Sexism in the Workplace: #MeToo’s time has come, so how to we make a more respectful and equal working environment?
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Although most governments have enacted laws prohibiting sexual harassment in the workplace, sexism is still alive and well today. Even in 2017, many people are being sexually harassed or even assaulted in the workplace. And there are many, many women in this world who have dealt with sexism on the job. Sexism is a type if discrimination and should not be tolerated.
Here are some tips for how to make it through this painful situation if it is happening to you or a loved one:
Shut. It. Down.
Don’t settle for a workplace that allows harassment and sexism to continue. If it is safe for you to do so, confront the offender. Ask them why they treated you the way they did. Report the behavior to your boss or to the Human Resources Department. If a crime has been committed, like sexual battery, call the police. It isn’t the 1950’s anymore. If someone at work pinches your “ass,” they may have committed a crime and may be subject to arrest and prosecution.
At very least, call the person out. Confront them. Just be ready to protect yourself in the event that the person decides to retaliate against you for bringing their bad behavior to light. (Read on for some tips on how to handle retaliation.)
We live in a society where our disgusting president, the criminal in chief, would like nothing more than to shove a tic tac up every woman’s “pussy.” Though this came to light before the 2016 Presidential Election, America nonetheless deemed this man fit for the Oval Office instead of prison. It is time to take back our collective and individual dignity. Just because America and Republicans – even so-called “evangelicals” or the “Religious Right” supported that disgusting pig doesn’t mean that his grubby hands are the law of our land. This stops now.
Prepare for retaliation.
It’s difficult enough being the victim of sexual harassment – or witnessing sexism happen to someone else. I so deeply wish that I could tell you we live in a world where you could do the right thing and not suffer any consequences. Unfortunately, that is not the world we live in.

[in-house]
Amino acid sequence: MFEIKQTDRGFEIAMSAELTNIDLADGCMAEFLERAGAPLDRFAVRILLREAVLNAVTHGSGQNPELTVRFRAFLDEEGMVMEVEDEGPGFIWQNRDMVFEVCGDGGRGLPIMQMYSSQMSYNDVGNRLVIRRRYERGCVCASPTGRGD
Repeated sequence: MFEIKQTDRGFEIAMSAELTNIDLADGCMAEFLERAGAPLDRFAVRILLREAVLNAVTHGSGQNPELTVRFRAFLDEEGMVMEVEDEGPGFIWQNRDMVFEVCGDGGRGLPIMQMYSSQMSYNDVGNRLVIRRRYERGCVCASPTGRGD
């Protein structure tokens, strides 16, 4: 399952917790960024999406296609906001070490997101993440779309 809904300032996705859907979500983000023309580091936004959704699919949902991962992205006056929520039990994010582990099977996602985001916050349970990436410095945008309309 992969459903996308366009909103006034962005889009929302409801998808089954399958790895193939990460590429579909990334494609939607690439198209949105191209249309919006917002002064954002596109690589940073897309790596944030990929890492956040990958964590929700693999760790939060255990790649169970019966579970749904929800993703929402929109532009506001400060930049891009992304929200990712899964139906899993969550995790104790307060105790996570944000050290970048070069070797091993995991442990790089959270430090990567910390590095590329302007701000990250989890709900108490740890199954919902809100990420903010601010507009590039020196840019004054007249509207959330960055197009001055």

The sad truth is: there is a very real possibility that, when you report the sexual harassment or sexism you’ve experienced, that the person who is responsible for treating you that way will not appreciate you calling them out. They may or may not have a change of heart and try to act better next time. Sometimes, this just fuels their fire and causes the bad behaviors to escalate.
So what can you do? Be prepared for the worst case scenario before you report anything. Know how you plan on responding if the person does indeed retaliate (because they just might). Have a strong support system in place (hopefully, you have supportive people in your life anyway). Try to consult with a lawyer beforehand. An attorney versed in sexual harassment and workplace discrimination law could help a lot. Hostile workplace claims may lie after incidents of sexual harassment. A settlement involving money can’t repair your dignity, but it can send a strong message that this behavior will not be tolerated.
It also helps to know the local laws in your area. Chances are, there are laws prohibiting your employer from firing you or retaliating against you for reporting a case of sexual harassment. Know your legal rights and be prepared to advocate for yourself if those rights are violated.
Report it to HR.
Rather than trying to handle everything on your own, know who you can turn to for help. Human resources staff members are literally trained to deal with this type of situation. That’s what they’re there to do. Allow them to do their job, and you can take a deep breath and know you did the right thing by getting them involved.
I wish we lived in a world without sexism, sexual assault, sexual harassment, mansplaining, or a whole list of other issues we women have to deal with on a regular basis. Unfortunately, that is not the world we live in; this one is. In this world, we will occasionally be faced with very difficult situations.
Hopefully, you don’t ever have to deal with sexism or sexual harassment in the workplace. If you ever do, though, I hope this article offers you some guidance during a difficult time.
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This is a guest post by Constance Ray. This post has been edited for syntax and grammar. The Law offices of Jay Leiderman is not responsible for the accuracy of the content herein or any opinions or ideas expressed herein. This post is for entertainment and literary value and is not intended as legal advice. If you have legal questions about ideas presented herein please contact a lawyer knowledgeable in this field of practice.